How to avoid sneaky car dealer tricks

Shopping for a new car? Make sure you’re aware of these dodgy tricks that car dealers pull to prey on unwitting customers.

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There’s a very good reason why car salesmen always feature somewhere near the bottom of lists charting the most trusted professions in Australia. From questionable sales tactics to downright dodgy deals, most Australians have experienced firsthand some of the tricks and scams car dealers use to part you from your hard-earned cash.

If you’re in the market for a new or used car, make sure you’re aware of these common car dealer tricks and know what to do to ensure that you don’t get caught out.

Tricks of the trade

Low- or no-interest deals

ol gil close the deal

The interest rate is understandably the first thing most of us look at when considering a car financing deal, but you need to be very wary of low interest rate offers. You should always compare all low interest rate car loans. If the rate on offer is much lower than what you’ve found elsewhere, chances are there will be a catch or a clause in the contract to help offset such a low rate. For example, the car’s sale price may be non-negotiable, or the loan term may be longer than expected.

Remember: if a finance deal sounds too good to be true, it probably is.

Bait and switch

simpsons do you come with the car

This old chestnut has become increasingly common in the age of online car sales. It works as follows: the dealer advertises a car at an amazingly low price, which quickly convinces you to pay them a visit. Unfortunately, by the time you make it to the showroom, that amazing deal has miraculously “just” been sold. But that’s no problem – the dealer has a whole lot full of other vehicles that are “much better deals” anyway and you can rest assured he’ll be more than happy to sell them to you.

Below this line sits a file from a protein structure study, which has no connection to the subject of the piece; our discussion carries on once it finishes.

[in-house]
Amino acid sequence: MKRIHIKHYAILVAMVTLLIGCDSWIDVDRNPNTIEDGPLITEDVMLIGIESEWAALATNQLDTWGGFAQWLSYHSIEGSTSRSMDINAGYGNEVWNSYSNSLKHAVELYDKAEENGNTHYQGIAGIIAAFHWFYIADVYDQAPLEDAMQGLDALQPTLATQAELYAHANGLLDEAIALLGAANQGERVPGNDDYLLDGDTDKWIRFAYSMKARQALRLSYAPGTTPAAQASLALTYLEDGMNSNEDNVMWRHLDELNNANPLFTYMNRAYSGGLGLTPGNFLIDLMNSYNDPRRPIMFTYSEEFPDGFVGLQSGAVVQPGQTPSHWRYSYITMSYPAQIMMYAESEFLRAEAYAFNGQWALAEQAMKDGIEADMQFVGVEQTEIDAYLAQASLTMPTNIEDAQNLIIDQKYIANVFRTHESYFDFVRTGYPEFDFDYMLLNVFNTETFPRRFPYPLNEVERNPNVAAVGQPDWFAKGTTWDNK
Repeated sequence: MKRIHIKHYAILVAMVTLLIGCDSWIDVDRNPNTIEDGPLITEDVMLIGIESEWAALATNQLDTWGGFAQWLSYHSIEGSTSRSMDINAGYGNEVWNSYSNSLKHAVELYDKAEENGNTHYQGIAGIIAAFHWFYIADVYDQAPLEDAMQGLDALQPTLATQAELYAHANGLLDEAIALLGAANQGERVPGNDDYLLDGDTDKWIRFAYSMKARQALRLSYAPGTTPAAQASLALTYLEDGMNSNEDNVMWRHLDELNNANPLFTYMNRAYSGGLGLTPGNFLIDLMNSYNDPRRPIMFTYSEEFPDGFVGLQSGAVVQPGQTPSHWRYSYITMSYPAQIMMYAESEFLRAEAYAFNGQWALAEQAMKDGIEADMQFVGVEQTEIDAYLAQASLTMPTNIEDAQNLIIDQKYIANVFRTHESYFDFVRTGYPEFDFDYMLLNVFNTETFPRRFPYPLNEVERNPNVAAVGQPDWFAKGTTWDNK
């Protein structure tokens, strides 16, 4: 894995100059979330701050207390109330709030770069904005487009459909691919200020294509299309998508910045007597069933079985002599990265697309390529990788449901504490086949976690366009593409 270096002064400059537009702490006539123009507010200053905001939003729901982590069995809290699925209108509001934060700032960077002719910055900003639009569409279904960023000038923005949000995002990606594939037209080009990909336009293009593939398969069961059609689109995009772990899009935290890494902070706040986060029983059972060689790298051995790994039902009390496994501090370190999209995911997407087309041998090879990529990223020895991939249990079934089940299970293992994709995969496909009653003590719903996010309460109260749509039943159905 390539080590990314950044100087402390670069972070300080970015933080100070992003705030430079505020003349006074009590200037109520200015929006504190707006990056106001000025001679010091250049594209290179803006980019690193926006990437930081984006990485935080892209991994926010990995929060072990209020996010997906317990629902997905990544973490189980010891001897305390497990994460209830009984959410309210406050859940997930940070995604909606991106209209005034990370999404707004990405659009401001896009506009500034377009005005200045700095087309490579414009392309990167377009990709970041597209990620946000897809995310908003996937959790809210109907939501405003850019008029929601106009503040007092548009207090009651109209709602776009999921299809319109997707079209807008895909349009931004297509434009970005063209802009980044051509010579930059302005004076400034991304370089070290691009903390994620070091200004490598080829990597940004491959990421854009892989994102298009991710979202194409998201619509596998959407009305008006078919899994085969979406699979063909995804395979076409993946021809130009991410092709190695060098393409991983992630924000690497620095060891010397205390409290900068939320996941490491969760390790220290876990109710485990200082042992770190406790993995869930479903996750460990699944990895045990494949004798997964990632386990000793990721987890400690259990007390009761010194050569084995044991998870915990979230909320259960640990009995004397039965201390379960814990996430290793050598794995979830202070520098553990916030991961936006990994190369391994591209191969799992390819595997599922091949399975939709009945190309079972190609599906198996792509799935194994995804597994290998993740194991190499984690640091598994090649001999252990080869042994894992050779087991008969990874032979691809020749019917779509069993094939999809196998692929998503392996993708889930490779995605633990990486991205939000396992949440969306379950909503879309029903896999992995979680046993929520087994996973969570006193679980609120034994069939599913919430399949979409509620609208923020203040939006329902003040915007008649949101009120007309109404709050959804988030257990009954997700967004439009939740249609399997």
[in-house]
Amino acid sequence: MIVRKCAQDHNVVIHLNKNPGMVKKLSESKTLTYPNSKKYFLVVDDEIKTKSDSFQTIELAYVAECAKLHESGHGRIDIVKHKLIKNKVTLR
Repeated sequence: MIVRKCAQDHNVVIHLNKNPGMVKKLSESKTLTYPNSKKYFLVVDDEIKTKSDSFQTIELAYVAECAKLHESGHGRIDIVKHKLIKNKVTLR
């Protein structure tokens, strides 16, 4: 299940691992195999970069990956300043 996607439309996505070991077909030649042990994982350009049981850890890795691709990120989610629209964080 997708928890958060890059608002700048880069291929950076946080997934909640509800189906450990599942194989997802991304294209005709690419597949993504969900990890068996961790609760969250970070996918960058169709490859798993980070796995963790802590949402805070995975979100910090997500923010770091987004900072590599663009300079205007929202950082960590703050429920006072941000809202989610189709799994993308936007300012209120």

There’s not much you can do to avoid this trick, but make sure you recognise it when it occurs and don’t fall into the dealer’s trap.

Focusing on monthly payments

simpsons balloon payment

Another common tactic for dealers to use is to focus your attention on how much your monthly payment amount will be, rather than how much you will be paying in total over the life of the loan. This can make a car that is unaffordable and well out of your price range seem much more attainable. A simple trick used to direct your attention to the monthly payment is the “foursquare sheet”, which combines the new car purchase price, the deposit, the monthly payment amount and the trade-in price on one piece of paper.

While the low monthly repayment amount may sound like a great deal, remember to consider how long you will need to keep making those repayments for. Always keep the total cost in mind before signing up for financing.

Financing fail

simpsons break your legs in advance

Some unscrupulous dealers will close the deal on the sale of a car before the financing has been approved. Then, at a later date – you may have even taken the car home and been driving it around for a few days – the dealer will phone you with the bad news that the financing has fallen through. He’ll be more than happy to come to the rescue with a new financing arrangement, though, most likely with a much higher interest rate and stricter terms than were in place before.